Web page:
Job descriptions and industry overviews

Barrister: job description

19 Jul 2023, 08:58

Barristers offer advice about legal cases to clients and advocate on their behalf in court.

A legal contract being signed.

Barrister : Salaries | Employers | Qualifications and training | Key skills

Barristers are legal professionals who provide advocacy and legal advice to solicitors and other clients. Solicitors are the first port of call for members of the public who need legal advice, but if a solicitor’s client needs to appear in court, they will be referred to a barrister who will represent them there.

Typical duties include:

  • providing expert legal advice to solicitors and their clients.
  • researching and preparing cases.
  • drafting legal documents.
  • representing clients and cross-examining witnesses in court.
  • liaising with solicitors and other legal professionals.
  • negotiating settlements between the client and other parties.
  • personal organisation, such as travelling to court and managing expenses.

Long hours (which can include travel), heavy workloads and tight deadlines are very common.

Graduate salaries

Once you’ve completed training, your first role as a barrister will be as a pupil, for which you’ll receive a pupillage award. The Bar Standards Board (BSB) sets a minimum for these that’s around £20,000 for pupillages in London and around £18,000 for those outside. The BSB increases the minimum pupillage award every January

Beyond pupillage, barristers tend to be self-employed and their earnings differ widely depending on the area of law in which they specialise. For example, barristers in commercial law have traditionally been among the highest paid while those in criminal law earn considerably less.

Some barristers are employed and receive a salary. For example, according to salary survey websites, barristers at the Government Legal Department earn around £50,000.

Typical employers of barristers

Chambers : while barristers are technically self-employed, they work within sets of other barristers known as chambers. Chambers tend to specialise in particular areas of law.

A range of employers and organisations : there are in-house roles available in a variety of organisations, including governmental organisations, industry, the armed forces and the Crown Prosecution Service. These roles are advertised on targetjobs and by careers services.

Qualifications and training required

You can only become a barrister if you have a degree, either in a law or non-law subject. This degree will almost always need to be at least a 2.1. If your degree is in a subject other than law, you’ll need to complete a law conversion course known as the graduate diploma in law (GDL). This takes one year to complete full time. You can clue yourself in to law conversion courses and your options with this article .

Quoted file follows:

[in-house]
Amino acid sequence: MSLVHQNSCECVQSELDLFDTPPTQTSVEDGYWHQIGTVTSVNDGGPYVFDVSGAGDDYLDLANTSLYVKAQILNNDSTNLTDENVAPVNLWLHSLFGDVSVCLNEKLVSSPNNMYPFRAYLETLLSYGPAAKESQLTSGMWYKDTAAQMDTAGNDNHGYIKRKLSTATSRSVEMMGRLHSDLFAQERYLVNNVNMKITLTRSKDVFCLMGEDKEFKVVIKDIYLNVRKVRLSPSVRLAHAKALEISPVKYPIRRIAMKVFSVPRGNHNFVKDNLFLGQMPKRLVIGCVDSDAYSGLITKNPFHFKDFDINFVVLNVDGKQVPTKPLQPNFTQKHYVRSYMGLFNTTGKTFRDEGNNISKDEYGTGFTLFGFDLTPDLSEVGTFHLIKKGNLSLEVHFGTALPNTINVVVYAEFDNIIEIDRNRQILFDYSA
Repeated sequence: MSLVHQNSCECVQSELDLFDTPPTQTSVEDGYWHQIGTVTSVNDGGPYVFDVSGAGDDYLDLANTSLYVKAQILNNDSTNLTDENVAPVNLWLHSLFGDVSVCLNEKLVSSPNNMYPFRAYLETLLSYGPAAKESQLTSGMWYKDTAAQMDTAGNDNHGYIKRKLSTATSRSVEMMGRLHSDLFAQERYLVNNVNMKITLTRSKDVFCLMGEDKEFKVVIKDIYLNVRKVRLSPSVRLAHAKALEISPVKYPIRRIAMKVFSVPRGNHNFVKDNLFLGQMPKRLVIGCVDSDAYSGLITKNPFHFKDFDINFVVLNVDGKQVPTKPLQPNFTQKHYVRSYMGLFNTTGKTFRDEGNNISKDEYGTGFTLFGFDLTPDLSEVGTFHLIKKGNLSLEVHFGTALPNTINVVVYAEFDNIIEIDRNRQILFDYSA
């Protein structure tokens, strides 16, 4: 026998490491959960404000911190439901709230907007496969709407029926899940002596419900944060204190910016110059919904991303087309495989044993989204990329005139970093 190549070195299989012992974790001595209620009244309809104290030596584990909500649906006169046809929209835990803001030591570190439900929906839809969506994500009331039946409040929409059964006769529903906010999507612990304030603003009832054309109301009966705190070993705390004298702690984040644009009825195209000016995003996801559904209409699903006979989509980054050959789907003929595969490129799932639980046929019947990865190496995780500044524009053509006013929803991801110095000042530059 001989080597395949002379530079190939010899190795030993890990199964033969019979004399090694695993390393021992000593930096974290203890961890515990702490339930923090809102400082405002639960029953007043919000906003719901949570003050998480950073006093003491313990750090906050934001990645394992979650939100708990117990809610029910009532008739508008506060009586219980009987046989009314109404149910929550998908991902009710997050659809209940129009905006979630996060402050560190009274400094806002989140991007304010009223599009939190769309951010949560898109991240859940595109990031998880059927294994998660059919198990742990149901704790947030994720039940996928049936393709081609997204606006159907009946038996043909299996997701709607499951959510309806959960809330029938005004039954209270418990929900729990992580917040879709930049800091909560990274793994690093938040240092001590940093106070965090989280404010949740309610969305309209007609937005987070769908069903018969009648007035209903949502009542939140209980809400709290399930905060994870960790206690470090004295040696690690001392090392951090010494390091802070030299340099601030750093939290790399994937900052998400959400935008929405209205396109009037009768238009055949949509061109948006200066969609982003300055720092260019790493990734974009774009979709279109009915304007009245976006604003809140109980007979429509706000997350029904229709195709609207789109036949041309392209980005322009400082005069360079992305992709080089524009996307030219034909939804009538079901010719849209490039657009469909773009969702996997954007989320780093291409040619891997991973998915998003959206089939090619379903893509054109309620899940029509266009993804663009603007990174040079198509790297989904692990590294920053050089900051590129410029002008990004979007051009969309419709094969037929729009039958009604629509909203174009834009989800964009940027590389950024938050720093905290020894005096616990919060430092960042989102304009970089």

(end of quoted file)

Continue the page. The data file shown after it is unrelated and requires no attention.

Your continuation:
Both law and non-law graduates will need to take the one-year Bar course (formerly known as the Bar professional training course or BPTC). The Bar course is an academically intense, skills-based course that prepares you for pupillage and lays the foundations for future practice. You’ll have to join one of the four Inns of Court to do your course. On completion, having passed twelve qualifying sessions, you will be 'called to the Bar'.

The Inns of Court provide a lot of support for aspiring barristers. You can find out more about the Inns and why they are essential to your Bar career here and you can learn more about the Bar course here .

The final stage in becoming a fully-fledged barrister is the completion of a pupillage. This consists of two six-month periods spent in chambers under the supervision of one or more ‘pupil supervisors’. During the first six months you’ll shadow and assist your supervisors; during the second six you will have the chance to take on cases by yourself. It’s possible either to spend all twelve months at the same chambers or to complete the two six-month periods in different chambers. See our article on what pupillage is and how it works for more information.

Once you’ve completed a pupillage you will need to find a permanent base from which to practise, known as a tenancy. You may be offered tenancy in the chambers in which you did the pupillage. However, this isn’t always possible so be prepared to look and apply elsewhere.

Work experience in the form of mini-pupillages will considerably increase your chances of gaining a pupillage. Some chambers advertise pupillages using the Pupillage Gateway; others use their own websites. Check out our article on why mini-pupillage is the best way to boost your skills for the Bar .

Key skills for barristers

  • The ability to apply legal theory to practice in court.
  • Strong presentation and advocacy skills.
  • The ability to present a point of view convincingly.
  • The ability to absorb, understand and analyse large amounts of information.
  • Quick-wittedness, self-awareness and excellent persuasion skills.
  • Strong interest in how the law works and a willingness to stay abreast of current affairs in the profession.
  • Self-motivation and dedication to the legal process.
  • The ability to handle pressure, long hours and tight deadlines.

targetjobs editorial advice

This describes editorially independent and impartial content, which has been written and edited by the targetjobs content team. Any external contributors featuring in the article are in line with our non-advertorial policy, by which we mean that we do not promote one organisation over another.

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